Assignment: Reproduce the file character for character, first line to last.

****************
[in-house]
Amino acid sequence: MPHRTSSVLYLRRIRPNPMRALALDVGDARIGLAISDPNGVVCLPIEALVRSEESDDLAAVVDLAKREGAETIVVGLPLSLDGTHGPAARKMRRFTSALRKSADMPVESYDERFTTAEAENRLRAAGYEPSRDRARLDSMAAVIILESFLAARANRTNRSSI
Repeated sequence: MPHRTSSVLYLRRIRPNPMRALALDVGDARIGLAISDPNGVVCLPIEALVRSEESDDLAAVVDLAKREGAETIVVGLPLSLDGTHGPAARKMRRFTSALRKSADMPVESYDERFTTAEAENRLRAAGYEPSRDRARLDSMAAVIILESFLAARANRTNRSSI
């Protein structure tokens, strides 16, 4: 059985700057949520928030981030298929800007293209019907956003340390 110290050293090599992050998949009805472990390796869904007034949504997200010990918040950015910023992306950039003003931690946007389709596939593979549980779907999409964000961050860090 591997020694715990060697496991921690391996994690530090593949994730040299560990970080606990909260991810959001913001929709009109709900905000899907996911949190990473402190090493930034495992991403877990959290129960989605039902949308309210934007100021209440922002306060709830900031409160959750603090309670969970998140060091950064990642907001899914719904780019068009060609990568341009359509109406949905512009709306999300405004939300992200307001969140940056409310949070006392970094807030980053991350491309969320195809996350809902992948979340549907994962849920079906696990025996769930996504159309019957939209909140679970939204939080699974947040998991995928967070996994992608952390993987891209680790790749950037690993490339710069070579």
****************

[in-house]
Amino acid sequence: MPHRTSSVLYLRRIRPNPMRALALDVGDARIGLAISDPNGVVCLPIEALVRSEESDDLAAVVDLAKREGAETIVVGLPLSLDGTHGPAARKMRRFTSALRKSADMPVESYDERFTTAEAENRLRAAGYEPSRDRARLDSMAAVIILESFLAARANRTNRSSI
Repeated sequence: MPHRTSSVLYLRRIRPNPMRALALDVGDARIGLAISDPNGVVCLPIEALVRSEESDDLAAVVDLAKREGAETIVVGLPLSLDGTHGPAARKMRRFTSALRKSADMPVESYDERFTTAEAENRLRAAGYEPSRDRARLDSMAAVIILESFLAARANRTNRSSI
């Protein structure tokens, strides 16, 4: 059985700057949520928030981030298929800007293209019907956003340390 110290050293090599992050998949009805472990390796869904007034949504997200010990918040950015910023992306950039003003931690946007389709596939593979549980779907999409964000961050860090 591997020694715990060697496991921690391996994690530090593949994730040299560990970080606990909260991810959001913001929709009109709900905000899907996911949190990473402190090493930034495992991403877990959290129960989605039902949308309210934007100021209440922002306060709830900031409160959750603090309670969970998140060091950064990642907001899914719904780019068009060609990568341009359509109406949905512009709306999300405004939300992200307001969140940056409310949070006392970094807030980053991350491309969320195809996350809902992948979340549907994962849920079906696990025996769930996504159309019957939209909140679970939204939080699974947040998991995928967070996994992608952390993987891209680790790749950037690993490339710069070579």